William Holden has been a favorite of mine since boyhood, with five of his films, I can now see, occasioning his truly superlative acting: The Remarkable Andrew, Sunset Boulevard, The Counterfeit Traitor, The Wild Bunch and Network. (I’m perfectly okay with Holden’s having won a best actor Oscar for his good work in Stalag 17.) In The Counterfeit Traitor, the most vivid, accomplished thing director George Seaton (Miracle on 34th Street, 1947, 36 Hours, 1965) ever did, Holden plays U.S.-born, Swedish oil trader Eric Erickson, who is initially blackmailed by the British to spy on the Germans during World War II, but becomes a convert to the Allied cause. (Sweden was officially neutral during the war.) The ruse of building an oil refinery provides ongoing entry into Germany, where his skills and courage unearth German secrets that he relays to British operatives back home. In the meantime, his marriage crumbles, and he is necessarily also “divorced” from his closest male friend, who is Jewish, but who, unlike his wife, instantly knows that more is going on here than is evident. The real Eric Erickson, who was an advisor to the production, claimed that 85% of its details were accurate (actually, Erickson himself offered to become an Allied spy—and to the Americans, not the British); this film certainly has the pulse of something real and riveting. Its brilliant script, based on a 1958 book by Alexander Klein, is by Seaton, from a story by Charles Grenzbach.
But it is the filmmaking and the acting that account for its being such a tremendous, although grim entertainment. In a Copenhagen street, for example, a mass of bicyclists interrupt the Gestapo’s attempt to murder Erickson—a visual symphony of common purpose in providing assistance to a stranger. A Gestapo agent replaces a priest in the confessional of Erickson’s beloved, also an Allied agent, and at a certain point she realizes that things are amiss and she is doomed. Kinder, a nearly dead Jewish man, is cradled by Erickson in a hidden part of a craft that is being inspected; Erickson hopes they will reach Sweden, for the sake of his own safety and so that the stranger in his arms can at least die there. Klaus Kinski is painfully moving as brave Kinder; as British operative Collins, Hugh Griffith gives his shrewdest, wittiest performance; beauteous Lilli Palmer is deeply affecting as Marianne Möllendorf, who exhorts Erickson to believe in the Allied cause, and whose yard execution Erickson must watch from a prison cell. Holden/Erickson’s body jags horrifically screen-right: a stunning revelation of the passion hidden in his dry personality. Indeed, this is a movie all about hiding things: duplicity; documents; help; courage. Kinder hides a cough that would jeopardize others: for me, the single most haunting moment in a Hollywood film.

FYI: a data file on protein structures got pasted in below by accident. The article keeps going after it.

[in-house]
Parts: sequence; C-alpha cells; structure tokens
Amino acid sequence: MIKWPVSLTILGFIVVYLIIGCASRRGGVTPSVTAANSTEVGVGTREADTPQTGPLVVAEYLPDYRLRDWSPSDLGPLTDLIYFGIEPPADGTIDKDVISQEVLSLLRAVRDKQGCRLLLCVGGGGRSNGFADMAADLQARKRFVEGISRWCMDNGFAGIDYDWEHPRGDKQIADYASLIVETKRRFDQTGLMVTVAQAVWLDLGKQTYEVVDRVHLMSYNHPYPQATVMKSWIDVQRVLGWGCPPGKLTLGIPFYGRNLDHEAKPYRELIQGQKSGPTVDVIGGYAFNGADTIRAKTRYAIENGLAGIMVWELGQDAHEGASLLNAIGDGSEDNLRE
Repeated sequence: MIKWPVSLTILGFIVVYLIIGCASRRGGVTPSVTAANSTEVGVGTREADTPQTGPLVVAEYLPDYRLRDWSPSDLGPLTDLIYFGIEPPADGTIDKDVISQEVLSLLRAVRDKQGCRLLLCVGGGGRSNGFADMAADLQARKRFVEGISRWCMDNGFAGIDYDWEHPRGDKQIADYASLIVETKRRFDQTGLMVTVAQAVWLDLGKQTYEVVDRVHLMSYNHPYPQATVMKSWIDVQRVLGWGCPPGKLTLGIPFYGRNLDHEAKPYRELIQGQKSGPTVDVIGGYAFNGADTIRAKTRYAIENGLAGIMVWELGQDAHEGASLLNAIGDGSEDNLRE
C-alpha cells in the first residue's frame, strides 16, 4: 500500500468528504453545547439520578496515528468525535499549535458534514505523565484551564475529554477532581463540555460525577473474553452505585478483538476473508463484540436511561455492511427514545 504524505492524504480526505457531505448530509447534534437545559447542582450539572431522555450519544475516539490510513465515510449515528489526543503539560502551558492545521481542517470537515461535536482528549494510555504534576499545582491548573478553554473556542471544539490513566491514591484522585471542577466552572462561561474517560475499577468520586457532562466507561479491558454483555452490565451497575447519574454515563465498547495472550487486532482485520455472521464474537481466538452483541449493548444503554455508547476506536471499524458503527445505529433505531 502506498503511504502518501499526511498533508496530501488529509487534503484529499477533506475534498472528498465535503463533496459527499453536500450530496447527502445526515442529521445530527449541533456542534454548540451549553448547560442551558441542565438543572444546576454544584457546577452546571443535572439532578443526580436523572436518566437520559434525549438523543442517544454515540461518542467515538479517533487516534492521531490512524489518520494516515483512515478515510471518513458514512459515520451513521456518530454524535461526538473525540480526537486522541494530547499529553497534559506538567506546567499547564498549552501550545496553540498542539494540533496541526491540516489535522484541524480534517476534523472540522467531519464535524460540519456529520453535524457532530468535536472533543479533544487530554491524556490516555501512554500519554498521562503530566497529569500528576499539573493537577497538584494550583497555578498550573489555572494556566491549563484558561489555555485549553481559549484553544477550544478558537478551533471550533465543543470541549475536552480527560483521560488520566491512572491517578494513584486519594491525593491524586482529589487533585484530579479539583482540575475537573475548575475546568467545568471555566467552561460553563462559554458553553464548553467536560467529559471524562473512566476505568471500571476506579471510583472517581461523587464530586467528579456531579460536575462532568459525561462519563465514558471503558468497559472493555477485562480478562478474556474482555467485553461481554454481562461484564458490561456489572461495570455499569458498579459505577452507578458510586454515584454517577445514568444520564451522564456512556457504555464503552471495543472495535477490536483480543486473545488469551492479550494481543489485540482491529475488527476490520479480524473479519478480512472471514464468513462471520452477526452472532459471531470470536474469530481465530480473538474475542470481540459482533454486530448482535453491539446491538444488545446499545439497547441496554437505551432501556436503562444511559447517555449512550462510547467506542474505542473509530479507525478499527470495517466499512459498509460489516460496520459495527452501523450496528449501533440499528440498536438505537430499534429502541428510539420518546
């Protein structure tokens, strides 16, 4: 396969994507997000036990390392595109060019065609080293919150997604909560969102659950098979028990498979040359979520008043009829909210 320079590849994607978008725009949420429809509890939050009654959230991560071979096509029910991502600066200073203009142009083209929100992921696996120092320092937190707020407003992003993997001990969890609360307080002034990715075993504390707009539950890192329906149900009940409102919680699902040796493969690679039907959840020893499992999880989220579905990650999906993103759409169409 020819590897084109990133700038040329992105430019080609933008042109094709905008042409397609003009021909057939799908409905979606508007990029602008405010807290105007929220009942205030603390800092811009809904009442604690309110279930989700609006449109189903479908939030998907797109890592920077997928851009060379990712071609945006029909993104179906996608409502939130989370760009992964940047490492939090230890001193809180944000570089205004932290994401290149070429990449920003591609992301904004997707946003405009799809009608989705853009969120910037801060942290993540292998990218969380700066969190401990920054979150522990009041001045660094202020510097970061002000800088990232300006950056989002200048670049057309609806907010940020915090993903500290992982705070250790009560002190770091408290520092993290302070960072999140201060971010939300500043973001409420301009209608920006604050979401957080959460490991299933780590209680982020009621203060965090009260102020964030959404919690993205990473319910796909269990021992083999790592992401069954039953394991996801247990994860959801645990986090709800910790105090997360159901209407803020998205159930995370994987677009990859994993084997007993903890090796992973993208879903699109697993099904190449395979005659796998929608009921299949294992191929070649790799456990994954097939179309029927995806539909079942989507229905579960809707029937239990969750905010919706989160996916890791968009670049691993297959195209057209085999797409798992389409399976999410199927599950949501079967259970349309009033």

Alfred Newman’s rare downbeat score proves to be one of his finest.
Brace yourself: Holden’s hard drinking, as closeups show, had already taken a considerable toll.
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